Tuesday, June 1, 2010

What I learned from May's Blogathon

Hi, friends.

As you all probably know at this point, I took part in (and narrowly missed successfully completing) the 2010 WordCount Blogathon.

Here's what I've learned:

1. Blogging is serious business. 

I started a blog because I like words, I think I'm funny, and I thought it would be good to make myself write.  When I joined the Blogathon, I thought I would find lots of people like me--people who make fun little observations about life and release them to the universe. And I did find some people like that.

But I heard a lot about branding, a lot about traffic and analytics, and a lot about acronyms that meant nothing to me (like SEO, for example). And I realized, these people are taking this SERIOUSLY.

I also got a lot of blogging advice. If I do decide to get myself a domain name and commit to this blogging thing, I don't know that it will be here. I love this blog, and I love doing it, and I love that you (yes, you, specifically) are reading it, but I don't know that I would ever call it a serious venture. I feel like this is like my think- and play-space, and I am incredibly honored that anyone would come along for the ride.

2. Someone has already written about this, and done a better job. 

I am a good writer. I'll even stick my nose out and say I have talent at it. But there are a lot of good writers in the world, and there were a lot of good writers taking part in the Blogathon. But here's one part of the encouragement of this realization. The fact that what I'm doing may not be 100% original or completely the greatest thing ever committed to language/thought/webspace doesn't mean I shouldn't do it. The fact is, I do have a unique voice, and people enjoy hearing it. Now, many of those people may be friends and family (who, really, unless they're jerks--and they're not--kinda have to like me), but many others were strangers to me on May 1, and are strangers still. And people are reading, and saying hello, and I get to get stuff--the silly stuff, the scary stuff, the serious stuff--out of my head. Everybody wins.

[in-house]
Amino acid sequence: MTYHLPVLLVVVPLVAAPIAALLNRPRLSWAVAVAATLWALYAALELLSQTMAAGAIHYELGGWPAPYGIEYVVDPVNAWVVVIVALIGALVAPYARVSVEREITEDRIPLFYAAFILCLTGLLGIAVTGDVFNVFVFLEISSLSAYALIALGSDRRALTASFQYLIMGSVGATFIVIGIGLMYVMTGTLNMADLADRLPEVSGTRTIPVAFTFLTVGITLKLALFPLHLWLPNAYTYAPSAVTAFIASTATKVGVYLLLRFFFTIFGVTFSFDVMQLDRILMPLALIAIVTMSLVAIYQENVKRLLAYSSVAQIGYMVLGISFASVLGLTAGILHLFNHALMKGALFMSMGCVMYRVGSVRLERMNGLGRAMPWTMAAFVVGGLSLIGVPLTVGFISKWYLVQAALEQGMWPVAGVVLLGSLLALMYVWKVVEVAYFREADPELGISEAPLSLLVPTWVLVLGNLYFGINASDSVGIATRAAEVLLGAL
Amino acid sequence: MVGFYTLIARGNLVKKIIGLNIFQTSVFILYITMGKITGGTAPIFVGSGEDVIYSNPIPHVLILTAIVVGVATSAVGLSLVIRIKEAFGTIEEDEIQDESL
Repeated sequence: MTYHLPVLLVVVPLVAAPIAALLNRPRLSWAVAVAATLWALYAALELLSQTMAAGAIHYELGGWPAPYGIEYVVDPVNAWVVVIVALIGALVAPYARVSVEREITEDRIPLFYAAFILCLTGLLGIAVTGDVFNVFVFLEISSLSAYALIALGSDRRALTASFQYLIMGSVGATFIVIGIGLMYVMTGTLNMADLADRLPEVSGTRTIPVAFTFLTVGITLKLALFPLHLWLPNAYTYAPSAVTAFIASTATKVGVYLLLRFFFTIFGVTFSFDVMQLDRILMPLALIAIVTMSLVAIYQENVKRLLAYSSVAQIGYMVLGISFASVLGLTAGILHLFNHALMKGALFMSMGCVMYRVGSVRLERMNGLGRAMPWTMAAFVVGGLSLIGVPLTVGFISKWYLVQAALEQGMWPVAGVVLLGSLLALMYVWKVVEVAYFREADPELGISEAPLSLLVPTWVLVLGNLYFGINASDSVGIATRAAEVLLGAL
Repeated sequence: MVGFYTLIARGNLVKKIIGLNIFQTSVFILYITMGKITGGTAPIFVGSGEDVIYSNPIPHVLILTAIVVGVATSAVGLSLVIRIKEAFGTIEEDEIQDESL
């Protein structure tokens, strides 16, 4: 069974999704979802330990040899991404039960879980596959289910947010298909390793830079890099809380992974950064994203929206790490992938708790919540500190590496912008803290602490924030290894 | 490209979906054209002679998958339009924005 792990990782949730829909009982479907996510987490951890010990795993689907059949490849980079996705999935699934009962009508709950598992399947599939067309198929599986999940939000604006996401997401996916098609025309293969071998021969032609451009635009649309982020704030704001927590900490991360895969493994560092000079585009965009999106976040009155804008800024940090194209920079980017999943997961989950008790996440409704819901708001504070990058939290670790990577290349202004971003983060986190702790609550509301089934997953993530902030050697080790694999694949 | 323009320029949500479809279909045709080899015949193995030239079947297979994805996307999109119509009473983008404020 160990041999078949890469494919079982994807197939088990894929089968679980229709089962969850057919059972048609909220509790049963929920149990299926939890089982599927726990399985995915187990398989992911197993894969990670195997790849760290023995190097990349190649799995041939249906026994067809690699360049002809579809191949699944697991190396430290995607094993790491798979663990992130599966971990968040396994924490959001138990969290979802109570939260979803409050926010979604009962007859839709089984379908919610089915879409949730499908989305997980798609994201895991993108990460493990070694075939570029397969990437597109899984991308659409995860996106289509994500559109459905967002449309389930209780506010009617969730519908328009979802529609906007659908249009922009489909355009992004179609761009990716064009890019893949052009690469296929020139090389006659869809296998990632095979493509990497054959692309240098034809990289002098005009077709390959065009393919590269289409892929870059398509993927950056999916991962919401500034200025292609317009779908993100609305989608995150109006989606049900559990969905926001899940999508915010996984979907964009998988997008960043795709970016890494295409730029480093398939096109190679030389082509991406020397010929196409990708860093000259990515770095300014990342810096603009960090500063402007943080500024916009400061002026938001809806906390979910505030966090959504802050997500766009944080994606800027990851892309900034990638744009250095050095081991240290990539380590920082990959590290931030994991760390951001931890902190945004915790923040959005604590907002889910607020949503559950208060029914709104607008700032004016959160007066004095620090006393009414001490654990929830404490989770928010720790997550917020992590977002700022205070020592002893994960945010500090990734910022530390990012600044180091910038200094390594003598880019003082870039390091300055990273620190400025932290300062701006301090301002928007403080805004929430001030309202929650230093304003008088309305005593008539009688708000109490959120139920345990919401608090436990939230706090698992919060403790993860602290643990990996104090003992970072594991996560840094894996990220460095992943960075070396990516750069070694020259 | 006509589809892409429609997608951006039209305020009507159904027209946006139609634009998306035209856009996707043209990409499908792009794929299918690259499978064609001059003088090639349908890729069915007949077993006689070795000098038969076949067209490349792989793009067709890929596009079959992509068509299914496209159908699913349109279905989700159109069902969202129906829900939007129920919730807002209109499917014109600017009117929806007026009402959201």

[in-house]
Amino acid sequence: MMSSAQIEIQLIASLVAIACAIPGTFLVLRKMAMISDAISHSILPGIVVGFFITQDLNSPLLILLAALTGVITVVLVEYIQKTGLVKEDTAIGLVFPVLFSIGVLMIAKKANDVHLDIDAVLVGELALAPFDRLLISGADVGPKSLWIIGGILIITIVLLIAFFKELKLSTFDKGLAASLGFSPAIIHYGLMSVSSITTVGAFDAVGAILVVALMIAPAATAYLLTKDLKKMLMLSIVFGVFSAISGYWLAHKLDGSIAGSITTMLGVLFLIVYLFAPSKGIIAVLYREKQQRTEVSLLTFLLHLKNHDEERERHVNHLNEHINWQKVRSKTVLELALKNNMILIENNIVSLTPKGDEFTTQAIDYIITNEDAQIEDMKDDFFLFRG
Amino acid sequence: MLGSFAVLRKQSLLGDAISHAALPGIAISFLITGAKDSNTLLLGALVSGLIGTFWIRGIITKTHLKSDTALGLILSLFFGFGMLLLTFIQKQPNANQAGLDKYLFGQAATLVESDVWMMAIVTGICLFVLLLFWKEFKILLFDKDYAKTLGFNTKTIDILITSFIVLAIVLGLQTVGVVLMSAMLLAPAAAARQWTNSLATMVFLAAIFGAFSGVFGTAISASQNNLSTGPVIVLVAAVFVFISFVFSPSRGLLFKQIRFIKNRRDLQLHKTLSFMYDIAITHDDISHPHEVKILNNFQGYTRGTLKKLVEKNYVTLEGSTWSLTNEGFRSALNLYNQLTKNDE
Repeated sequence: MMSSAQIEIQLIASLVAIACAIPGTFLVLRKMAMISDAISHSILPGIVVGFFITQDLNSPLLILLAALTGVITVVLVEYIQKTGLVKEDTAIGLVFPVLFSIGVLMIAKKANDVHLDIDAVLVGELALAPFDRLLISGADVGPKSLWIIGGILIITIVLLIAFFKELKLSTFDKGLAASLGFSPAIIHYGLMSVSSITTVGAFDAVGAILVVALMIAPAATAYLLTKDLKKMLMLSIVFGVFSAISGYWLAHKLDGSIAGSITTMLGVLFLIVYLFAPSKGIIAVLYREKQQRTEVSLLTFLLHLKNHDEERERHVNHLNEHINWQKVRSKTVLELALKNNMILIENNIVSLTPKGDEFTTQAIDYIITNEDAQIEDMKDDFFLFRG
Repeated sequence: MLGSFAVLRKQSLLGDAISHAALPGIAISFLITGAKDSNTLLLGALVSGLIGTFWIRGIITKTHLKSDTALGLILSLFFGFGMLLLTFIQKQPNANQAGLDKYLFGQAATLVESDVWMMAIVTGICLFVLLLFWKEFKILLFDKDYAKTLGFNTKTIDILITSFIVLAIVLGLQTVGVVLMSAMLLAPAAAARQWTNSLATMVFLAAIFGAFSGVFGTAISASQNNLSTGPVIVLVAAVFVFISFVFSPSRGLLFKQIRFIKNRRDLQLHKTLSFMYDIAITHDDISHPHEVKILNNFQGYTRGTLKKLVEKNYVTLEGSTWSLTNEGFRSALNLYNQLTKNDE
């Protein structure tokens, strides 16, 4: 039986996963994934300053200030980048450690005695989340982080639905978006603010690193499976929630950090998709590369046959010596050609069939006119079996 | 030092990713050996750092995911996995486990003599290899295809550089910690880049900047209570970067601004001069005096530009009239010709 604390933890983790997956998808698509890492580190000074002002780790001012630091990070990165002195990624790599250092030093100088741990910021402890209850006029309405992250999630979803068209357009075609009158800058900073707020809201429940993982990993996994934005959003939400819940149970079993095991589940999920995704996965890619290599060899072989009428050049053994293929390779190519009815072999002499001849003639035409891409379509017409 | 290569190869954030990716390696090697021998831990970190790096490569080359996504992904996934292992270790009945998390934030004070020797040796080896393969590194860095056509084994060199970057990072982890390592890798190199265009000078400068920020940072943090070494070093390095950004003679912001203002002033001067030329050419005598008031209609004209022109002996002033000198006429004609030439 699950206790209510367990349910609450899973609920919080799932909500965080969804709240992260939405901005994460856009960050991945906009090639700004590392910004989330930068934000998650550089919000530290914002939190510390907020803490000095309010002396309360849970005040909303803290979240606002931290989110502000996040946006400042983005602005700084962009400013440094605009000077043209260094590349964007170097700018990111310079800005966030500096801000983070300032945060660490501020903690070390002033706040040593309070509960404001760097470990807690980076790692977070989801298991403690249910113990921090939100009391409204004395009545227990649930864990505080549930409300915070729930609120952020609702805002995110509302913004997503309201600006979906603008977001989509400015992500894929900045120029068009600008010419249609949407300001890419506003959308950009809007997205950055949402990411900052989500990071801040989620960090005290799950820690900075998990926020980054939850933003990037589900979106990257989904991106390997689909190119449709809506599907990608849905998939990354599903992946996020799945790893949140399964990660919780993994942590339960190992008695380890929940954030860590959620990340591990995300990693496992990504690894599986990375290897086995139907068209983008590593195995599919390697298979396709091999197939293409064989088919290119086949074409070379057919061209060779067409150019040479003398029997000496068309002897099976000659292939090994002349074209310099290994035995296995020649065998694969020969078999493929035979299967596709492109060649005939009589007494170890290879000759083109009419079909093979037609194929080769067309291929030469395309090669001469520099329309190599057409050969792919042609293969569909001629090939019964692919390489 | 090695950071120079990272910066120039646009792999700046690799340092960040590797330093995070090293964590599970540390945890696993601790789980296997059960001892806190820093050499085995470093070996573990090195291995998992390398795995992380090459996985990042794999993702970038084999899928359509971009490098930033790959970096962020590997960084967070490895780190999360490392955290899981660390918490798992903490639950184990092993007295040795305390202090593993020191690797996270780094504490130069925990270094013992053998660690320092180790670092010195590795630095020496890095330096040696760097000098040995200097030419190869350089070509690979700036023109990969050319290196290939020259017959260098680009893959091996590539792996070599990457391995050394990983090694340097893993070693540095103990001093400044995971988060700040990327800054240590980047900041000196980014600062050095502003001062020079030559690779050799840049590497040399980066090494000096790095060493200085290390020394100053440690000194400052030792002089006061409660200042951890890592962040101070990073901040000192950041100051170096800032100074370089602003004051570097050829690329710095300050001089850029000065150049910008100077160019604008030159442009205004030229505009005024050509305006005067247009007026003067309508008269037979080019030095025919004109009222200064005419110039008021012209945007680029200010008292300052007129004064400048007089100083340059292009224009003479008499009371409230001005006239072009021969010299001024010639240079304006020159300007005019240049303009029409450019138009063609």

3. People are really nice. 

This one maybe isn't rocket science, but it's nice to be reminded. I have been so impressed by the amount of advice, support and encouragement I have received over the past month. Whether it's support in regards to jobs, like I posted yesterday, or encouragement when my life deflates, or even just direction on what to use for blogging and how to use it, people have been really helpful and kind. And so thank you, gang.

And just for fun, here is my favorite text message I received today (the sender shall remain anonymous):

I am drawing a shark in a business suit. Please kill me. 


  1. The blogathon was intense. I'm so worn out from writing every day.

    I started my blog for the same reason you did, just as an exercise in writing and to have a space to play. There is no way I can keep up the 1 post per day that we had to do all May. It's crazy trying to make high quality posts every day on top of a full time job.

    It was an interesting experiment at least. If I decide to do it next year I'm going to write a bunch of posts in advance.

  2. Heather, good thought about not being the best but being funny and finding your voice. This whole thing was new to me, too. I wished I visited more during the "thon" but I was just working on keeping my head above water.

    Congrats for doing it!

  3. A comment on number two. You nailed it right on the head. While somebody might have already wrote on your topic and even have a similar thesis, the fact of the matter is that each person has a unique voice, and thus the article will be different. In fact, one of my favorite and most challenging professors told us never to be afraid to take an existing thesis and run with it - as long as we do so in our voice, and not just rehash what has already been written.